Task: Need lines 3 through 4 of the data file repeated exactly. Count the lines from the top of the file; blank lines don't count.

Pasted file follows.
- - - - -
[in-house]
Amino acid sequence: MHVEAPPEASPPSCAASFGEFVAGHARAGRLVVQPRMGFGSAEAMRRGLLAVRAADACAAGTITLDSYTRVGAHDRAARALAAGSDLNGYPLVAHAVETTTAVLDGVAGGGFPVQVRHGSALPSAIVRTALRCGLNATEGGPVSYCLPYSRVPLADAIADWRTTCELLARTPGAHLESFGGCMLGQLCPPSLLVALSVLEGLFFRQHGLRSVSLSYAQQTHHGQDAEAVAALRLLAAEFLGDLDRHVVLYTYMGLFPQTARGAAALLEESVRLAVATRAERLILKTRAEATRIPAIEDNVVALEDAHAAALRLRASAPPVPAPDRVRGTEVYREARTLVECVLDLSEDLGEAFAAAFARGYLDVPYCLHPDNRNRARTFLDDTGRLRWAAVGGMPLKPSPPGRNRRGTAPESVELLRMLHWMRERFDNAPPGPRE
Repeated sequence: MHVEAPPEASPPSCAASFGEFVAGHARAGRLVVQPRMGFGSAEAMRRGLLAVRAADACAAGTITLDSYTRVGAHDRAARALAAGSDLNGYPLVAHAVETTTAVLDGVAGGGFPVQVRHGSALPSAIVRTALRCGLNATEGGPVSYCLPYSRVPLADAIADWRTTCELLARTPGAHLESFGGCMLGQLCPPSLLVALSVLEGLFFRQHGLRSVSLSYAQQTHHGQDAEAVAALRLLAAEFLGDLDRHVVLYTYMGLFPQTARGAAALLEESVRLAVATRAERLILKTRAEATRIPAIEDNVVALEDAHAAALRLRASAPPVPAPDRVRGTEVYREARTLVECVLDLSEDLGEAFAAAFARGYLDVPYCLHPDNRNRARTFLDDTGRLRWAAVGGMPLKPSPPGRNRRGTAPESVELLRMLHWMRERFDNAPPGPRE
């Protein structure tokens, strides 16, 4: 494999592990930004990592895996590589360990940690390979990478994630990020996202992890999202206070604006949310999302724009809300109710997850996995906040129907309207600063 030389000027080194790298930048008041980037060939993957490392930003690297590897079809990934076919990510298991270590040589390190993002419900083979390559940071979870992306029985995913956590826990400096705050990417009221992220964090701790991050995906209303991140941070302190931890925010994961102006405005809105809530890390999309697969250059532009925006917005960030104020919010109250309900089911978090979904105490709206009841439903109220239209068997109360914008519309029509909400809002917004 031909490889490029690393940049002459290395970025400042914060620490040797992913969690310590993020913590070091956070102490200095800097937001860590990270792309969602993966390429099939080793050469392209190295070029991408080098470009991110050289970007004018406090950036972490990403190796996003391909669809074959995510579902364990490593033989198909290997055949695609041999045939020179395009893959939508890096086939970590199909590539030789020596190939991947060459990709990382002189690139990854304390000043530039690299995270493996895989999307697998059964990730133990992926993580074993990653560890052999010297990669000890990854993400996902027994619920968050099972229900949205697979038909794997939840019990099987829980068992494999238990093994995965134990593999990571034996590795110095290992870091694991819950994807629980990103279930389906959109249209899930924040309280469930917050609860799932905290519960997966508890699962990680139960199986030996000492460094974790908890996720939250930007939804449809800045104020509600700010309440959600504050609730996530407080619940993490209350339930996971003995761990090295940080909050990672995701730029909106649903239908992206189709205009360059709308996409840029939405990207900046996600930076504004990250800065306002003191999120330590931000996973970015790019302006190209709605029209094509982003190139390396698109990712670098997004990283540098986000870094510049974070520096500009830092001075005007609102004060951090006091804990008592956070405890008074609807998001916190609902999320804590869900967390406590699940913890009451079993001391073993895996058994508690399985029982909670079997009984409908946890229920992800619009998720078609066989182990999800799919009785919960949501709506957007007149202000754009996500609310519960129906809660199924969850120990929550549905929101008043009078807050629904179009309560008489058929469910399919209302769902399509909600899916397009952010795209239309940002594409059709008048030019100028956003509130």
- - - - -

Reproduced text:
Repeated sequence: MHVEAPPEASPPSCAASFGEFVAGHARAGRLVVQPRMGFGSAEAMRRGLLAVRAADACAAGTITLDSYTRVGAHDRAARALAAGSDLNGYPLVAHAVETTTAVLDGVAGGGFPVQVRHGSALPSAIVRTALRCGLNATEGGPVSYCLPYSRVPLADAIADWRTTCELLARTPGAHLESFGGCMLGQLCPPSLLVALSVLEGLFFRQHGLRSVSLSYAQQTHHGQDAEAVAALRLLAAEFLGDLDRHVVLYTYMGLFPQTARGAAALLEESVRLAVATRAERLILKTRAEATRIPAIEDNVVALEDAHAAALRLRASAPPVPAPDRVRGTEVYREARTLVECVLDLSEDLGEAFAAAFARGYLDVPYCLHPDNRNRARTFLDDTGRLRWAAVGGMPLKPSPPGRNRRGTAPESVELLRMLHWMRERFDNAPPGPRE
């Protein structure tokens, strides 16, 4: 494999592990930004990592895996590589360990940690390979990478994630990020996202992890999202206070604006949310999302724009809300109710997850996995906040129907309207600063 030389000027080194790298930048008041980037060939993957490392930003690297590897079809990934076919990510298991270590040589390190993002419900083979390559940071979870992306029985995913956590826990400096705050990417009221992220964090701790991050995906209303991140941070302190931890925010994961102006405005809105809530890390999309697969250059532009925006917005960030104020919010109250309900089911978090979904105490709206009841439903109220239209068997109360914008519309029509909400809002917004 031909490889490029690393940049002459290395970025400042914060620490040797992913969690310590993020913590070091956070102490200095800097937001860590990270792309969602993966390429099939080793050469392209190295070029991408080098470009991110050289970007004018406090950036972490990403190796996003391909669809074959995510579902364990490593033989198909290997055949695609041999045939020179395009893959939508890096086939970590199909590539030789020596190939991947060459990709990382002189690139990854304390000043530039690299995270493996895989999307697998059964990730133990992926993580074993990653560890052999010297990669000890990854993400996902027994619920968050099972229900949205697979038909794997939840019990099987829980068992494999238990093994995965134990593999990571034996590795110095290992870091694991819950994807629980990103279930389906959109249209899930924040309280469930917050609860799932905290519960997966508890699962990680139960199986030996000492460094974790908890996720939250930007939804449809800045104020509600700010309440959600504050609730996530407080619940993490209350339930996971003995761990090295940080909050990672995701730029909106649903239908992206189709205009360059709308996409840029939405990207900046996600930076504004990250800065306002003191999120330590931000996973970015790019302006190209709605029209094509982003190139390396698109990712670098997004990283540098986000870094510049974070520096500009830092001075005007609102004060951090006091804990008592956070405890008074609807998001916190609902999320804590869900967390406590699940913890009451079993001391073993895996058994508690399985029982909670079997009984409908946890229920992800619009998720078609066989182990999800799919009785919960949501709506957007007149202000754009996500609310519960129906809660199924969850120990929550549905929101008043009078807050629904179009309560008489058929469910399919209302769902399509909600899916397009952010795209239309940002594409059709008048030019100028956003509130």